There have been a number of airports releasing their final, and full-year 2021 financial statements in the past few weeks. Once 20 or so do so, some conclusions can be drawn.
Generally speaking revenues and EBITDA, where published, have been better than 2020, although there is still some ground to be made up at the operating at net levels.
Europe performed better overall than Asia Pacific, where travel regulations are still in force in many countries and where they may even be reintroduced, for example in China.
The surprises come in Latin America. Even though results there are few and far between, so far the consensus is that the region is resisting the lingering coronavirus pandemic better than most other places.
TO READ ON, VISIT: Airport financials FY2021 - notable improvement on previous year
CAPA has posed a question in recent weeks: is it time that operators of and investors in airports re-evaluate those enterprises in the light of global events? Fraport certainly did that in the case of its investment in the operator of St Petersburg Pulkovo Airport in Russia.
Now Fraport has announced that it will quit an investment in Xi'an Airport in China too, one of very few foreign ventures by anyone into the Chinese air transport industry that remain, and it has already found a local buyer.
The reasons given on this occasion relate to a perceived lack of opportunities to make more investments in the country, which is certainly the case. CAPA’s analysis indicates that Xi'an is hardly a ‘Question Mark’ in Boston-Box terminology, let alone a ‘Dog’.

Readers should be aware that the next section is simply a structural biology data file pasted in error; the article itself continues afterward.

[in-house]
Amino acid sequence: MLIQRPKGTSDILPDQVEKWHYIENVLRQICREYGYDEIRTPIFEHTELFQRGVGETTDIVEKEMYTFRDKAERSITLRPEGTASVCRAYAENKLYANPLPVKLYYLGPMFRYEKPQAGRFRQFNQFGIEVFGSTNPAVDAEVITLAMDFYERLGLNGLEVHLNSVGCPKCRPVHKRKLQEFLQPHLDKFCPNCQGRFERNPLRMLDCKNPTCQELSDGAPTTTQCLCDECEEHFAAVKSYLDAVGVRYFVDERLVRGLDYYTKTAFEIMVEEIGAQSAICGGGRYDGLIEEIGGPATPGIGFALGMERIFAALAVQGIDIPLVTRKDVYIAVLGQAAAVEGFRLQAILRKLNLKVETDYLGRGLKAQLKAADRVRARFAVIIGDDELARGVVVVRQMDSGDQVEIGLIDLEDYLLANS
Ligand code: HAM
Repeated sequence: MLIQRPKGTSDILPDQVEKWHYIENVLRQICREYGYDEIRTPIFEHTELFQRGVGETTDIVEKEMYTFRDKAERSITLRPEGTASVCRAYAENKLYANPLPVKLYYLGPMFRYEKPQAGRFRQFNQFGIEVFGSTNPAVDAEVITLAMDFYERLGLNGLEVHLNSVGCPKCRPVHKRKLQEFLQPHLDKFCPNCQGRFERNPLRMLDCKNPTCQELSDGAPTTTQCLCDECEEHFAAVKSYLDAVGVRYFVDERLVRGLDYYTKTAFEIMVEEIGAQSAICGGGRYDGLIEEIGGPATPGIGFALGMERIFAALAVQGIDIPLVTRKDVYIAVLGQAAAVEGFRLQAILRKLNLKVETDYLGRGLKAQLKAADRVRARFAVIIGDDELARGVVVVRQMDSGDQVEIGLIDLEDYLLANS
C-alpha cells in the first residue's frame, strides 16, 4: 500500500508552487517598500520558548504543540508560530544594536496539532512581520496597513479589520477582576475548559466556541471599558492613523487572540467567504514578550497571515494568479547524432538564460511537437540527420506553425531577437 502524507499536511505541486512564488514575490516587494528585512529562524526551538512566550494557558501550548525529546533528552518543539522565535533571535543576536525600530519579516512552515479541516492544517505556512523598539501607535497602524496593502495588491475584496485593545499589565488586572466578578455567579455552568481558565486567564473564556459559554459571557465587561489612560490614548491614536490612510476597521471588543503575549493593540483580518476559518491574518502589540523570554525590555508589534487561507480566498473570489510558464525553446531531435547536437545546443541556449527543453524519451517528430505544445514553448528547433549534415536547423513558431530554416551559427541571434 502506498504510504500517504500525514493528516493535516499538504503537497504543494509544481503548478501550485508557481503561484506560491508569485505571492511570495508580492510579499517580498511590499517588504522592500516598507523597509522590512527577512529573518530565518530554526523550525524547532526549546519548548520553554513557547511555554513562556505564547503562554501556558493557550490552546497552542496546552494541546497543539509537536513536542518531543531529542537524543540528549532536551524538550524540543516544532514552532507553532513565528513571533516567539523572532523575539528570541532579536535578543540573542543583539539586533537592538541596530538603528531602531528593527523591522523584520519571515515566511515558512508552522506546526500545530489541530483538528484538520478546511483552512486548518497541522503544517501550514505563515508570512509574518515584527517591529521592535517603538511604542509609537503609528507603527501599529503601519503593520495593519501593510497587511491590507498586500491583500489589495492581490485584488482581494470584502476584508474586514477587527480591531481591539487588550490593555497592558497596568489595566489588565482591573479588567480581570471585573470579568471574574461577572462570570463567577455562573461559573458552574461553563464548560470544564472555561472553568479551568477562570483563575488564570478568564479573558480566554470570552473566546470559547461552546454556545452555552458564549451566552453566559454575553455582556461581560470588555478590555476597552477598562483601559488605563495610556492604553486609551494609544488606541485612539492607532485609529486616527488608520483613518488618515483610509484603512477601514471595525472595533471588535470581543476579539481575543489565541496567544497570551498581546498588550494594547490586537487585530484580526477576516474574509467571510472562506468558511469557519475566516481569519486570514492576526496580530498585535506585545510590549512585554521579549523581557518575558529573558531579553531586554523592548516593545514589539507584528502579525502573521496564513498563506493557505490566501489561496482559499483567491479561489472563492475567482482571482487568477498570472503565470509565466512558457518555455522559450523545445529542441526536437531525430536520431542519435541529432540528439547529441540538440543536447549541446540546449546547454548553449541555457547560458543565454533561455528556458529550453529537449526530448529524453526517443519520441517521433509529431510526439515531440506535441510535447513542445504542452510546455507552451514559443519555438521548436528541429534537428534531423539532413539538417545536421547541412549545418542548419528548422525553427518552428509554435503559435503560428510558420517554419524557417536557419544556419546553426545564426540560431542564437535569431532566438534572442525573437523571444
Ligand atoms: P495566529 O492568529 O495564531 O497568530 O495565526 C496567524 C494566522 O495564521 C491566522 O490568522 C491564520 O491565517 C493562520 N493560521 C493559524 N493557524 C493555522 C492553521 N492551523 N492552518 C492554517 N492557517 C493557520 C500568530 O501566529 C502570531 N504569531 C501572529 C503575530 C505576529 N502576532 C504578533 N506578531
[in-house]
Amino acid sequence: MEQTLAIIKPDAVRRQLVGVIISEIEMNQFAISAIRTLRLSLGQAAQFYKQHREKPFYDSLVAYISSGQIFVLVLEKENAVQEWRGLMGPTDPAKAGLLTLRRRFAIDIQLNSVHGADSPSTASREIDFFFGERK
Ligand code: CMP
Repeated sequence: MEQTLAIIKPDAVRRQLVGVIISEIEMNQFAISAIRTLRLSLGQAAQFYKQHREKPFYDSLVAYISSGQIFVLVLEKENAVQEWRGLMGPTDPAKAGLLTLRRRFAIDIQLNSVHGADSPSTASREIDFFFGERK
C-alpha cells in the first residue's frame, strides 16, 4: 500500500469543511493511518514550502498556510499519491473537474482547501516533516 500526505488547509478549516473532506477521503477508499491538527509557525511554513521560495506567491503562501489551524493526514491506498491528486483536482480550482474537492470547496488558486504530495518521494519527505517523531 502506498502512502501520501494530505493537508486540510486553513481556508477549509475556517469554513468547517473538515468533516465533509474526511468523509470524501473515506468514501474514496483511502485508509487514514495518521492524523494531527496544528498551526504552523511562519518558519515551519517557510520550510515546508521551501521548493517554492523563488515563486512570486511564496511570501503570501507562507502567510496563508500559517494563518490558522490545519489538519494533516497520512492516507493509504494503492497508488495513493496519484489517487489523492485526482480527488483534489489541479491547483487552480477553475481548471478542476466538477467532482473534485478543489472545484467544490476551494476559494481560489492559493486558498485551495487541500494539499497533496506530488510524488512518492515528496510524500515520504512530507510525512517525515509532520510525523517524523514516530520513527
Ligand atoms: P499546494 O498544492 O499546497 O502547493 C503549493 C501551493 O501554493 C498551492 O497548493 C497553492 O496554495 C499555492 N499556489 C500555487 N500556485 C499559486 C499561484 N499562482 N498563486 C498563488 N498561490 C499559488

At the same time, it seems implausible that worsening political relations globally had no impact on the decision.
Nigeria’s attempts to privatise its four main airports have been a continuing saga since the current government came to power seven years ago.
The underlying issue has been the staunch objection of opposition parties and workers' representatives to the scheme. They would prefer unprofitable secondary-level airports to be concessioned first, but realistically – who would want them?
Investment in those four airports has been high, with new terminals completed at Abuja (the capital), Port Harcourt, and now at Lagos, but that hasn’t necessarily improved efficiency.
But on the back of the culmination and opening of the Lagos terminal the government is again trying to conclude the concession procedure, promising it will now happen.
The question is, will the international airport investment community want to play ball?
This regular weekly CAPA report features a summary of recent aviation sustainability and environment news, selected from the 300+ news alerts published daily by CAPA.
This week’s issue includes: Hawaiian Airlines launches emissions offsetting partnership with Conservation International; Finnair commits to Science Based Targets initiative; Bordeaux Airport announces environmental projects for 2022; EASA to allow airlines to reduce extra fuel load; Thales announces world's first ATC station powered entirely by solar panels.
TO READ ON, VISIT: SPECIAL REPORTS: Aviation Sustainability and the Environment